In my Union local we have some things that can rotate. An example is that, as President of the Union, I can make an appointment to the Center's honor awards committee. I have appointed a different member each year - a scientist three years ago, a software engineer two years ago, a secretary last year, and I offered the position this year to an engineer.

This feeling of fairness regardless of occupation is not just my personal belief, but also the predominant sentiment in my Local. As an example, when we were negotiating the formula for financial rewards for outstanding annual performance appraisals, we asked for the same dollar amount for each deserving individual, without anyone disagreeing. We obtained this in negotiations, and it has been applied for two years now. Unfortunately, NASA headquarters has now imposed a new rule, clearly sought by our current Presidential administration, that these awards be based on a percentage of salary. We've been set back, but I believe only temporarily.

These, however, are only the first steps in realizing how complex true democracy must be. The rotation solution cannot be applied to all questions. For example, suppose we are the committee on traffic laws for a new small nation. We need to decide whether people will drive on the right side of the road like in the America, or on the left side of the road like in England. It would be a disaster if the decision were to alternate sides of the road from day to day. People would be perpetually confused and there would be very large numbers of accidents.

Besides voting, and rotating a choice, another possible democratic procedure is using chance. For example, my Local's election rules specify using a chance method to settle an election when two candidates are tied. This would certainly be better for deciding which side of the road to drive on than rotation. Chance actually has a long history in democracy. Some choices in ancient Greek city politics were made by chance, and Jesus disciples, when they felt the need to replace Judas in their number, first narrowed the choice down to two, possibly by voting, and then used chance to choose between them.

Much thought has actually gone into developing rules for implementing democracy in small and large groups. Here's my copy of Robert's Rules of Order. It can be very valuable, but one hopes never to have to use most of its procedures. Like many solutions, it also creates a new problem, namely that of understanding the rules, with the resultant inequity that those who know the rules better can unfairly outmaneuver those with less knowledge.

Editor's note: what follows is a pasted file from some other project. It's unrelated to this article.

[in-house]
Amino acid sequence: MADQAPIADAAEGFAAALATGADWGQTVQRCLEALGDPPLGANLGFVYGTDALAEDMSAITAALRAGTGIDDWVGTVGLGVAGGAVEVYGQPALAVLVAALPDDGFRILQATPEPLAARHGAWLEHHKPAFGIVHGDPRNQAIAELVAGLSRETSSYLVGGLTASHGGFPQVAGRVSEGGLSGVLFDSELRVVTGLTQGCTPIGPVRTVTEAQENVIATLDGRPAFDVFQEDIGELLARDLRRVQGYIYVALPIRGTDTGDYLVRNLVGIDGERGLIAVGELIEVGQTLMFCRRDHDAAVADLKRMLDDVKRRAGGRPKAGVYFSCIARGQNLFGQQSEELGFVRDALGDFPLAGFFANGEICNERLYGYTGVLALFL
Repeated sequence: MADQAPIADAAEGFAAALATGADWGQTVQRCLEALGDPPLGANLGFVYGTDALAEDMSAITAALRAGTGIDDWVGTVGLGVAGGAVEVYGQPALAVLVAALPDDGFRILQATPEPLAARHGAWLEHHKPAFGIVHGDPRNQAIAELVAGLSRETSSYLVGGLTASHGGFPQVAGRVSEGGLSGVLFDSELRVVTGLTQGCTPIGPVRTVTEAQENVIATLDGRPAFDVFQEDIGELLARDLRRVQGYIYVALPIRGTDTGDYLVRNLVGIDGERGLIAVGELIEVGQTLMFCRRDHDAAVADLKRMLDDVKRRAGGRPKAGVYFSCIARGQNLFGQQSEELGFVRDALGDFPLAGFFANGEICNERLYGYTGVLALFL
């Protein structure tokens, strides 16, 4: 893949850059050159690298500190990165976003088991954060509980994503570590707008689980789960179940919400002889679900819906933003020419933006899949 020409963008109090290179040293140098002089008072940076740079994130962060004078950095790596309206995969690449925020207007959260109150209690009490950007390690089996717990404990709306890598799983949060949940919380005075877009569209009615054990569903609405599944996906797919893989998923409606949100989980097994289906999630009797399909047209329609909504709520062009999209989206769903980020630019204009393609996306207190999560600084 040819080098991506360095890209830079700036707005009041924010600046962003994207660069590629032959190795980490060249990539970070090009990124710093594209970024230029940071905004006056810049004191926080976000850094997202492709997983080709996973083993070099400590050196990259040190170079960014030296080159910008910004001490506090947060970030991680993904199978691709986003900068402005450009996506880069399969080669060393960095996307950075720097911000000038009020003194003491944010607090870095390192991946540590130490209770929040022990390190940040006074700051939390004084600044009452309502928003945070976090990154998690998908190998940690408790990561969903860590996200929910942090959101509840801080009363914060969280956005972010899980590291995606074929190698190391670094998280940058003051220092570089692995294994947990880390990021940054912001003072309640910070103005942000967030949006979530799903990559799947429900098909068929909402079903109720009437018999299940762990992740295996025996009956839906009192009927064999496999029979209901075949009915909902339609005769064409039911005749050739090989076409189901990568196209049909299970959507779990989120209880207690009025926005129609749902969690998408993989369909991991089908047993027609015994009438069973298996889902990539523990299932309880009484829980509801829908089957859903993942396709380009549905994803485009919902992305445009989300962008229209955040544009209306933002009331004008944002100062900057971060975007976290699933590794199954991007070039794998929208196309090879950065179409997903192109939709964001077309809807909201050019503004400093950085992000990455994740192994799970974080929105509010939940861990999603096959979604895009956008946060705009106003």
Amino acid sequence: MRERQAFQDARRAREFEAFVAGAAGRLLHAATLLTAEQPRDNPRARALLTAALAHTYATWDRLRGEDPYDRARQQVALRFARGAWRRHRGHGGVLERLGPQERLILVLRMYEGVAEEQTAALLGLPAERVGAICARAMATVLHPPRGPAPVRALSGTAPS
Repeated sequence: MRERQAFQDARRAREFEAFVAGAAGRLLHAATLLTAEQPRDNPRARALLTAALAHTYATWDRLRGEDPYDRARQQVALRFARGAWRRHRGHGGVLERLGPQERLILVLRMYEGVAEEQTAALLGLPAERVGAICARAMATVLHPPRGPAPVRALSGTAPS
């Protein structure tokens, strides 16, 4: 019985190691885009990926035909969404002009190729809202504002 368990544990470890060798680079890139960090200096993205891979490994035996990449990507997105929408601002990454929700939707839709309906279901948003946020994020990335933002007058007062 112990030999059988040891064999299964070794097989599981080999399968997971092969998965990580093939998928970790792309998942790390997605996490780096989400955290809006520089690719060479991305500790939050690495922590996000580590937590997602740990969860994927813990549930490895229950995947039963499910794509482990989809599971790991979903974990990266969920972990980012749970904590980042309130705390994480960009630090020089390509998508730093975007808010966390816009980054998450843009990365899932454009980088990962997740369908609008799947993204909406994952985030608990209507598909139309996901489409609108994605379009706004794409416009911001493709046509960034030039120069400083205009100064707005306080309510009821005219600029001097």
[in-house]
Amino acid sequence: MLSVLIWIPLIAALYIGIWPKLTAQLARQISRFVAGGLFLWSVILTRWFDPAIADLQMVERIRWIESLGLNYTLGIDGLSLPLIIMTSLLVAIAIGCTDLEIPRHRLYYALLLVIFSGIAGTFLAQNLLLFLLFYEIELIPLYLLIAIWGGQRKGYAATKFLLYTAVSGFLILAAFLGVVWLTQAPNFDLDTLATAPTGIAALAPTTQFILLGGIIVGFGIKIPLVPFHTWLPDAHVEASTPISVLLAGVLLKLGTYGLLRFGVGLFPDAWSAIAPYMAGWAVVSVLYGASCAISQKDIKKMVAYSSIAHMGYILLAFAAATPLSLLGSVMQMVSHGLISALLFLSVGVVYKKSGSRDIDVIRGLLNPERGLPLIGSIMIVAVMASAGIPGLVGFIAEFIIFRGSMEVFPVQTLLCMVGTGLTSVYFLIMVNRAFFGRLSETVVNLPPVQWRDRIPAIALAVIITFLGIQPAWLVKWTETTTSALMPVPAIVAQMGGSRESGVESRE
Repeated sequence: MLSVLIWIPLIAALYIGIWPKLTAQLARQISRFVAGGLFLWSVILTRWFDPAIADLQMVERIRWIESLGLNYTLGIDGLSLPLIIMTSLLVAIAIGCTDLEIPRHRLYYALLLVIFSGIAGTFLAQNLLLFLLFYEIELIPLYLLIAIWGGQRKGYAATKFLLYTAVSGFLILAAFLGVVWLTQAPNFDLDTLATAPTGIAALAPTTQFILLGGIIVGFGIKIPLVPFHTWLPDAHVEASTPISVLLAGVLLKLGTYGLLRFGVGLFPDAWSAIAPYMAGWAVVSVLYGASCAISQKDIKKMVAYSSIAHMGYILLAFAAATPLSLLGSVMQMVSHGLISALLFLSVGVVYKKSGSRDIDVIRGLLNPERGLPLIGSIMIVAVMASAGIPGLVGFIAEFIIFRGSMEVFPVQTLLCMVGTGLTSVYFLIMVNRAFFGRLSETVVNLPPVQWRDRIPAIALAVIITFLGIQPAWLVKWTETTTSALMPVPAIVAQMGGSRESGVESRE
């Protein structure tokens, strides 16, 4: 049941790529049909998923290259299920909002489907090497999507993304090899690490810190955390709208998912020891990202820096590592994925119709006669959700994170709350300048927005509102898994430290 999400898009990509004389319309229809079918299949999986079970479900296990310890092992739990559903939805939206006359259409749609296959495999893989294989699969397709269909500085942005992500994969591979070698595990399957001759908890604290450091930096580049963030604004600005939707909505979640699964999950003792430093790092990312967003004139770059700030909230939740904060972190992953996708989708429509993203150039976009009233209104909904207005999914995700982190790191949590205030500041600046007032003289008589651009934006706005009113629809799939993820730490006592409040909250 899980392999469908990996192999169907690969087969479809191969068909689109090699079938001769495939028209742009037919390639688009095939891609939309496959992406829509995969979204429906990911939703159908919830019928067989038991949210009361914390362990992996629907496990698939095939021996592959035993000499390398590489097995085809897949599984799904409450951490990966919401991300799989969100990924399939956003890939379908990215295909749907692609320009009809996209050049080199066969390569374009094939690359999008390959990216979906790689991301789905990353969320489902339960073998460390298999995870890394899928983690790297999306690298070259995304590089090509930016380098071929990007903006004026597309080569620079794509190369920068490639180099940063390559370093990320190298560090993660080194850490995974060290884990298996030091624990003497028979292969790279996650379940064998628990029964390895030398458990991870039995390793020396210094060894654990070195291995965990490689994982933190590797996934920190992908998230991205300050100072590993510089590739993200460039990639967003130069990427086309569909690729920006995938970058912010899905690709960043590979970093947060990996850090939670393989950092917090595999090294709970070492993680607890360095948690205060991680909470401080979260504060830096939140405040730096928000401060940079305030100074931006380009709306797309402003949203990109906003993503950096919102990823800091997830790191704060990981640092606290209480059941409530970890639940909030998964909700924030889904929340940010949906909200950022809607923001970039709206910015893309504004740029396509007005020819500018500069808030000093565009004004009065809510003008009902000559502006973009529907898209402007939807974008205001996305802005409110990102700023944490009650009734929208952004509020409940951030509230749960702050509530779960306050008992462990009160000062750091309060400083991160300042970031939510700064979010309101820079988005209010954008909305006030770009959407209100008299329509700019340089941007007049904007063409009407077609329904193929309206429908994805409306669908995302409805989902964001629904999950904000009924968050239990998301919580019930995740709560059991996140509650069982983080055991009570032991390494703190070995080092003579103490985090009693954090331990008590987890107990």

When I was first elected President of the Local, I won by about a two-to-one margin, and I had a most gracious opponent. One of the other offices, however, was won by only six votes. This led to a rather strenuous test of our ability to perform even the most basic function of a democracy. The defeated candidate was not pleased, and carefully studied the applicable laws and regulations. Finding some we had failed to incorporate into our election procedure, he challenged the election, and our International Union directed us to re-run the election. Emotions ran very high. I had personal strong sympathy for the candidate who had won by the six votes, but remembered my duty to a responsible search for meaning and truth. This was essential to my determining who was telling the truth about various events. I found it necessary to remove two of the Local's stewards. After the re-run election, I found it necessary to bring a disciplinary charge against one individual, a conclusion I reached only after very careful study of documents which had come into my hands and rules in our International constitution. These were among the most difficult decisions I've made, but I believe I served my Local correctly and lived up to my principles. This may seem to go contrary to the principle of acceptance of one another, but there is a difference between accepting a person and accepting their actions. Further developments included the resignations from the Union of six members, four of whom were subject to disciplinary charges. Of these one has since rejoined the Local, and we have accepted him back. There is much more to this whole episode. I have thought that if I wrote a book based on these events, it would be unsuccessful because it would seem so unrealistic.